As the market crashes, many Chinese Bitcoin mines are said to be closing down and their hardware is being sold off for scrap. Photo: iStock
Countries with cheap electricity have emerged as major hosts of cryptocurrency mining. Photo: iStock

New York University economics professor Nouriel Roubini testified before the US Senate Banking Committee on October 11 at a hearing entitled “Exploring the Cryptocurrency and Blockchain Ecosystem” and spoke in detail about what he called “the crypto bubble of 2017 and the crypto apocalypse and bust of 2018.”

Roubini is one of the crypto sector’s most active naysayers and his 37-page written testimony to a Senate committee constituted a very negative portrayal of both crypto-currencies and blockchain. It also highlighted the role that China plays in this sector and the crypto miners who work there.

“It is clear by now that Bitcoin and other crypto-currencies represent the mother of all bubbles, which explains why literally every human being I met between Thanksgiving and Christmas of 2017 asked me first if they should buy them. Especially folks with zero financial literacy – individuals who could not tell the difference between stocks and bonds – went into a literal manic frenzy of Bitcoin and crypto buying,” he wrote.

He asserts that “99.9% of all crypto-currencies instead have no backing whatsoever of any sort and have no intrinsic value of any sort; and even the so-called ‘stable coins’ have only partial backing at best with true US dollars reserves or, like Tether, most likely no backing at all as there has never been a proper audit of their accounts.”

He is not keen on China’s role and stated that “fundamental flaws of lack of security in crypto land go well beyond the fact that mining is highly concentrated in oligopolies in shady and non-transparent and unsecure jurisdictions – China, Russia, Belarus, Georgia, etc.”

He describes miners as “massively centralized as the top four among them control three quarters of mining and behave like any oligopolist: jacking up transaction costs to increase their fat profit margins. And when it comes to security most of these miners are in non-transparent and authoritarian countries such as Russia and China.”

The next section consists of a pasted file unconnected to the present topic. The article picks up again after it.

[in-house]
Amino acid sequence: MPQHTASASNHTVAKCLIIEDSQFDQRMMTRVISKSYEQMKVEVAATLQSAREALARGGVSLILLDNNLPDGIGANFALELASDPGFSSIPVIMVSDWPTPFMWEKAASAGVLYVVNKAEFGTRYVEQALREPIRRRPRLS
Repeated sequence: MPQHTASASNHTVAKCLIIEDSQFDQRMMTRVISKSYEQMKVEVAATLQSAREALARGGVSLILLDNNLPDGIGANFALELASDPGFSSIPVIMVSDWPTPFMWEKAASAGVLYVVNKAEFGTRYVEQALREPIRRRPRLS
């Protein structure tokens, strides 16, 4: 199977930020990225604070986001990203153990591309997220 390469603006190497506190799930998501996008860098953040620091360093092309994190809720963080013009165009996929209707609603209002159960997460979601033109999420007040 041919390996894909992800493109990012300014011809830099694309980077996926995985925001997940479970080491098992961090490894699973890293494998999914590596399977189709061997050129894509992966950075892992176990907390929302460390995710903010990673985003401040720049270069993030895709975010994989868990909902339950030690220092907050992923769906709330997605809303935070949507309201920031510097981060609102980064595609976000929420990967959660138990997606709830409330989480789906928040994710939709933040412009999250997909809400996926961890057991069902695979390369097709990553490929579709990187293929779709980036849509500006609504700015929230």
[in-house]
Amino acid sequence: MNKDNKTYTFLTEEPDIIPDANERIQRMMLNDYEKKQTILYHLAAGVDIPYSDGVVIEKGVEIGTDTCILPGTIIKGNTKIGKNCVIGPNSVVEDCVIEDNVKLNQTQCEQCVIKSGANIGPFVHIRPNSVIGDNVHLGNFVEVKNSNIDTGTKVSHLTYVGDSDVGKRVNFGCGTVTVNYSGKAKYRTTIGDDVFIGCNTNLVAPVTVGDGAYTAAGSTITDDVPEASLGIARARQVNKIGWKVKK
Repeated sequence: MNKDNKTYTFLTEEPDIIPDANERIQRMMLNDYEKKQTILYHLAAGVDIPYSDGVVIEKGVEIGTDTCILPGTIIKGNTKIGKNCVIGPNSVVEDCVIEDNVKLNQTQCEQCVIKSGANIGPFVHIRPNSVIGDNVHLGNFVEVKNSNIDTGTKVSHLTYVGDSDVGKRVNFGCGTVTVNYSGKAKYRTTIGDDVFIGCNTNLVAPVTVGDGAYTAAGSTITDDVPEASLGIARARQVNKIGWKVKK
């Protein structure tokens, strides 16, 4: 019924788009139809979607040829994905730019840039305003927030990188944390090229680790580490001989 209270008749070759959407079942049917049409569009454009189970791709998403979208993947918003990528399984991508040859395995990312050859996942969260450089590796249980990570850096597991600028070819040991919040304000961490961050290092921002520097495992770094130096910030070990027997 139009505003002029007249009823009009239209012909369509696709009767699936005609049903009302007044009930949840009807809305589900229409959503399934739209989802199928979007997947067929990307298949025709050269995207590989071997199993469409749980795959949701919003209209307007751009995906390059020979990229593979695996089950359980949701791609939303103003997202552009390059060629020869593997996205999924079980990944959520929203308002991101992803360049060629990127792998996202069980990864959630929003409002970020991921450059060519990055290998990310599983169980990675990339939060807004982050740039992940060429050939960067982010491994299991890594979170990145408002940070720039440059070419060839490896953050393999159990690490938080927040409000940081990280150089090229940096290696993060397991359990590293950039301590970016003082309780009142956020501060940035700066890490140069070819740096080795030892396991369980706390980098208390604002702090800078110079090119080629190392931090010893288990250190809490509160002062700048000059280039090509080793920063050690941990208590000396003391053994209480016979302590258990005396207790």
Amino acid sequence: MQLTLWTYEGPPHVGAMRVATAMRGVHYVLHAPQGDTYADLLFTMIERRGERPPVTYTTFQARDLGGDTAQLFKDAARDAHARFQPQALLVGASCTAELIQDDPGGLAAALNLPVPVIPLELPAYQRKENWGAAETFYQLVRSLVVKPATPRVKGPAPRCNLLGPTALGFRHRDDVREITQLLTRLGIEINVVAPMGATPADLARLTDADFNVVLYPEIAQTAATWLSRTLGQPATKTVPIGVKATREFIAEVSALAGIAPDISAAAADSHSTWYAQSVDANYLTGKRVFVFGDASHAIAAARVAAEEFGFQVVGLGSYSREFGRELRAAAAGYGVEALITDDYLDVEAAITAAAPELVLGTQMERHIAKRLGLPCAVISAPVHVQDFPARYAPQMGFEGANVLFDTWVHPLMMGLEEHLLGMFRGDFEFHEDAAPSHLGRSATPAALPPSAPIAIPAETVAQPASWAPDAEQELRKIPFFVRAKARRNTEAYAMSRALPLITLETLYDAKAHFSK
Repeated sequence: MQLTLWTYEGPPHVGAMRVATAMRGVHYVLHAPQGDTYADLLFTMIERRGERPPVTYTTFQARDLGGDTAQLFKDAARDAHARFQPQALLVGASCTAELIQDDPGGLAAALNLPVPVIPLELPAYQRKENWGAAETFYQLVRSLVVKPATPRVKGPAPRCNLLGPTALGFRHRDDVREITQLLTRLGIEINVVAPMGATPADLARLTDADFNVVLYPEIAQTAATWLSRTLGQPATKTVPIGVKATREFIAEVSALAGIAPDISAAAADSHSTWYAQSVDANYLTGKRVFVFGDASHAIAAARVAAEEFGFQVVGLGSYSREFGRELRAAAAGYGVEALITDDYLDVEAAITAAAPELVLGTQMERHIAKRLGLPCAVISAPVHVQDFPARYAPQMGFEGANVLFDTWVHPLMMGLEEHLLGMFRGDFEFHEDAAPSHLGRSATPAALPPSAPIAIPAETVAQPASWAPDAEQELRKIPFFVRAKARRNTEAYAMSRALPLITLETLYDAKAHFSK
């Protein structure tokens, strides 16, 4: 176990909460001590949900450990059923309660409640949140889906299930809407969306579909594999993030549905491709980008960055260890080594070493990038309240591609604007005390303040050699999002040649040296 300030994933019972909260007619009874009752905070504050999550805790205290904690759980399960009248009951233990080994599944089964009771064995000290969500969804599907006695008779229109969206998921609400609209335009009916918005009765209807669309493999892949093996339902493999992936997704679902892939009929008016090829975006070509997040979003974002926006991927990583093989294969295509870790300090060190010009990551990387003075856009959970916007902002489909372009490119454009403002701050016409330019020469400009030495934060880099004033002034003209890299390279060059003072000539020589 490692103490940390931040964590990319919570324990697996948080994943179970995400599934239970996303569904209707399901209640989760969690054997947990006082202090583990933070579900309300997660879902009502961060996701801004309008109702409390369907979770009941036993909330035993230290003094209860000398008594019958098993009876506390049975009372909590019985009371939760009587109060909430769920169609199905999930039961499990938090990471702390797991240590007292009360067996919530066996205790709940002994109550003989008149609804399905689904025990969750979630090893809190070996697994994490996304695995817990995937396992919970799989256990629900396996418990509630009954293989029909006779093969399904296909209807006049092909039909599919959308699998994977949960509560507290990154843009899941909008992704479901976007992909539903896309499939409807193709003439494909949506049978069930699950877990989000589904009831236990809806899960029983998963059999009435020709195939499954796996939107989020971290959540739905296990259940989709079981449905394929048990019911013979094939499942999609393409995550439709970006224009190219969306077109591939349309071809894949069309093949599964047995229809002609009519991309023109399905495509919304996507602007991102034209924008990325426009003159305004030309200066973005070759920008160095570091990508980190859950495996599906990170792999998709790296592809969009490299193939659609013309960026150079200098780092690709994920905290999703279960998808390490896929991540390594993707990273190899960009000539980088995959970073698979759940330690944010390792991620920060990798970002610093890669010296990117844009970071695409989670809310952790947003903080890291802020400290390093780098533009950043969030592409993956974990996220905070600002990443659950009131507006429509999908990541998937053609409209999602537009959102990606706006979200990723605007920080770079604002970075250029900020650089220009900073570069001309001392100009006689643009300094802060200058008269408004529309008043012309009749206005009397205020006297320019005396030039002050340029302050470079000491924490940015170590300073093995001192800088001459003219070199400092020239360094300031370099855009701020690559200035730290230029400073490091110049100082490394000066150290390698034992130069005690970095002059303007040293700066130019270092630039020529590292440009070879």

Roubini’s testimony also highlighted a recent study entitled “The Looming Threat of China: An Analysis of Chinese Influence on Bitcoin” by Ben Kaiser of Princeton, Mireya Jurado of Florida International University and Alex Ledger.

Among other things, the study demonstrates “the strong influence that China has over Bitcoin, and “(systematizes) the class of attacks that China can deploy against Bitcoin to better understand the threat China poses. We conclude that China has mature capabilities and strong motives for performing a variety of attacks against Bitcoin.”

The authors state that “Bitcoin’s rise in China began in 2013. Mining pools managed by individuals in China have constituted over half of the total network hash power since 2015 and currently more hash power is located in China than in any other country.

“Through this time, China’s official position on Bitcoin remained ambiguous and regulators proved unwilling to institute tight controls despite expressing concerns over criminal activity, subversion of capital controls and speculative risk. This tenuous equilibrium between demand by Chinese users and investors and intermittent regulatory impedance shaped Bitcoin’s global trajectory until it was punctured in 2017 by firm regulations on the exchange industry,” the authors stated.

The report’s discussion of the Great Firewall that China has deployed is particularly noteworthy.

“China operates a variety of internet control measures that can affect Bitcoin traffic. The most well-understood system is the Great Firewall (GFW), which performs on-path surveillance and traffic filtering using deep packet inspection (DPI) and active probing of connection endpoints. As an on-path tool, the GFW can observe network traffic and inject new packets, but it cannot prevent packets that have already been sent from reaching their destination.

“For more active traffic tampering,” continues the report, “China operates a separate in-path tool known as the Great Cannon, which can inject malicious code into packets in transit and levy denial-of-service attacks by redirecting traffic to a target host. Both of these systems primarily operate on traffic transiting between China and the rest of the world, but central government regulators also control all Internet Service Providers.”